This series contains files relating to specific research projects in the Departments of Physics and Medicine in which Prof. McNeill was an active participant. Most of the files relate directly to the building and use of a "low background" room, called the Steel Room used to measure low level radiation in humans. He was instrumental in having it built at the university and for providing administrative support for its research use. Included is correspondence, memoranda, research data, grant files, measurements and progress reports. There are also minutes, correspondence and reports of the President's Committee on Background Radiation from which came the impetus for such a laboratory. Experiments and readings conducted in the Steel Room were some of the earliest examples of research in the field of nuclear medicine undertaken at the University of Toronto.

Later research files relate to his research on radon levels, his work developing and patenting a land mine detention device and his personal interest in Stonehenge.

University College Literary & Athletic Society

Tony Clement was President of the "UC Lit", the students' administrative council of University College from 1981-1982. This series contains minutes of meetings, general and subject arranged correspondence, constitution revisions, and other files relating to functions of the Council such as elections, orientation, and finances.

University of Toronto Alumni Association

Mr. Clement was the University College representative on the UTAA Council of Presidents from 1988 to 1990. Included in this series are two file containing correspondence, minutes of meetings, and reports.

Course materials

This series consists of files on various courses taken as an undergraduate and as a student in the Faculty of Law. Among the undergraduate files (1979-1983) are notes, term papers, exams, reading lists and course outlines for courses in history, political science, economics, English, and french. Law course materials (1983-1986) include courses in civil procedure, torts, evidence, taxation and moot court.

Teaching

Includes Putnam’s early lectures on physical geography, agricultural geography, conservation, penology, Latin American geography and geomorphology (1904s). Lectures through the 1950s, 60s and 70s deal mainly with land use, conservation and natural resources. Interfiled with the lecture notes are some course outlines and class assignments. In 1938, Griffith Taylor, then head of the Geography Department asked Putnam to develop curriculum for an Honours course in Geography, which he did in collaboration with Steven Jones. Both notes from Putnam and Jones are filed at the beginning of this series.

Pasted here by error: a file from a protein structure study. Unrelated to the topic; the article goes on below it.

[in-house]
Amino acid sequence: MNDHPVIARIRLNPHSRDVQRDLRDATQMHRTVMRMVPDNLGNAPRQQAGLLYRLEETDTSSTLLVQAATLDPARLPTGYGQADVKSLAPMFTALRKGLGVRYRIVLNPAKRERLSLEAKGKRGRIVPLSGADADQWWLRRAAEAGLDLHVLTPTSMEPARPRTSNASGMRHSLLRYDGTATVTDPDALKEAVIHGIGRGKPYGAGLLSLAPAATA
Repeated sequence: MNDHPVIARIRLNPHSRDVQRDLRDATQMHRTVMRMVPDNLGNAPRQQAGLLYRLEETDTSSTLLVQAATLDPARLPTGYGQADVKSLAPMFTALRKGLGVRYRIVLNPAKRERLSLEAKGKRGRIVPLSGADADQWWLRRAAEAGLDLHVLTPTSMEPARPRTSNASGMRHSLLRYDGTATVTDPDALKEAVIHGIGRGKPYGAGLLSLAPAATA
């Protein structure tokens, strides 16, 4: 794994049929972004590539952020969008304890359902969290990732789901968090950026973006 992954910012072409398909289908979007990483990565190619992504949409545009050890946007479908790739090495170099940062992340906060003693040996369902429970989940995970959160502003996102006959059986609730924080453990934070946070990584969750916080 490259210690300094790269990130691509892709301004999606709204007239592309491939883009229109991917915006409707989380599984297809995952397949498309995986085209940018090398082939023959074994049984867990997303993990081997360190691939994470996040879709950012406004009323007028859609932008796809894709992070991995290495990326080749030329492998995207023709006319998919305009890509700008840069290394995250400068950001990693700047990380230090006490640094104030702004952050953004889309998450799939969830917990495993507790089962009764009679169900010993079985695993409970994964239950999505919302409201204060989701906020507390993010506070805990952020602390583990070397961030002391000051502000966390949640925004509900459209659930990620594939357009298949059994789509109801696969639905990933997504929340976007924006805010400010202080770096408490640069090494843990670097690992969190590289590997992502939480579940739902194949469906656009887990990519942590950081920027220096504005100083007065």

General correspondence

General incoming and outgoing correspondence with mathematical colleagues throughout the world but mainly in Canada and the United States discussing mathematical theories, progression of research as well as talks, visits and informal meetings.

Correspondence is loosely arranged chronologically with one file devoted solely to correspondence between Hull and Dr. Edsger W. Dijkstra of the Technological University of Eindhoven (Netherlands) and one devoted to the discussion of computer arithmetic.

Teaching

This series contains files relating to the teaching of a course at Trinity College - INX 199Y Science and Social Choice and includes choices of course material and assignments which were published in a handbook for the course edited by Hull. No other records relating to Hull's teaching either at Trinity or within the Department of Computer Science are known to exist.

Hide Shimizu Papers

  • CA OTUTF MS COLL 00701
  • Manuscript Collection
  • 1898-1999

Contains official documents, newspaper clippings, scrapbooks, photographs and other biographical material related to the life of Japanese Canadian Hide Shimizu and her family members. Includes material related to Shimizu's awards from the Order of Canada, the Order of the Precious Crown (Government of Japan) and the National Association of Japanese Canadians (NAJC).

Shimizu, Hide

Kay Armatage fonds

  • UTA 1016
  • collection
  • 1937-2011

This fonds documents various facets of Prof. Armatage’s career as a filmmaker, senior programmer for the Toronto International Film Festival, and a professor of Cinema Studies and Women’s Studies at the University of Toronto. The academic activity files in Series 1 give an overview of the breadth of her interests, achievements and promotions. Lecture notes and other course materials in Series 2, along with comments on student works found in Series 3, document her teaching role. These will be especially useful to researchers interested in understanding the early beginnings of both women studies and cinema studies and how these developing academic disciplines were being taught to students. Prof. Armatage’s role as a programmer for the Toronto International Film Festival is documented in her extensive notes found in notebooks where she recorded critiques of films she was screening. These are found in Series 4. The extent of her filmmaking is documented in Series 7 and contains preserved original film elements to several of Prof. Armatage’s films, along with a limited amount of related documentation on the making of these films. Unfortunately, this fonds does not contain release prints for these titles.

This fonds has only a small amount of records relating to her published academic works as well as files relating to conferences she organized and associations in which she was active. These can be found in Series 5 and Series 6.

Armatage, Kay